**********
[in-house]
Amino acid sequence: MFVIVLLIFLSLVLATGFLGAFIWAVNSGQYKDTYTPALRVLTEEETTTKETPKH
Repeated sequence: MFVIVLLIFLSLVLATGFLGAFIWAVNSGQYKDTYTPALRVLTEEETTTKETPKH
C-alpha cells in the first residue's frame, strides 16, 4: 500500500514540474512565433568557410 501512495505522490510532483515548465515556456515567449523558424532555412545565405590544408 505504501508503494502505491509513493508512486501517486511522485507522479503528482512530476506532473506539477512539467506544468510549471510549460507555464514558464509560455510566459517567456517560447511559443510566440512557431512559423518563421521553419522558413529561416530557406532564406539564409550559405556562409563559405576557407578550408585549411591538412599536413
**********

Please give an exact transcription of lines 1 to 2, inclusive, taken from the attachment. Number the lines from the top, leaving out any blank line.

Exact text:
[in-house]
Amino acid sequence: MFVIVLLIFLSLVLATGFLGAFIWAVNSGQYKDTYTPALRVLTEEETTTKETPKH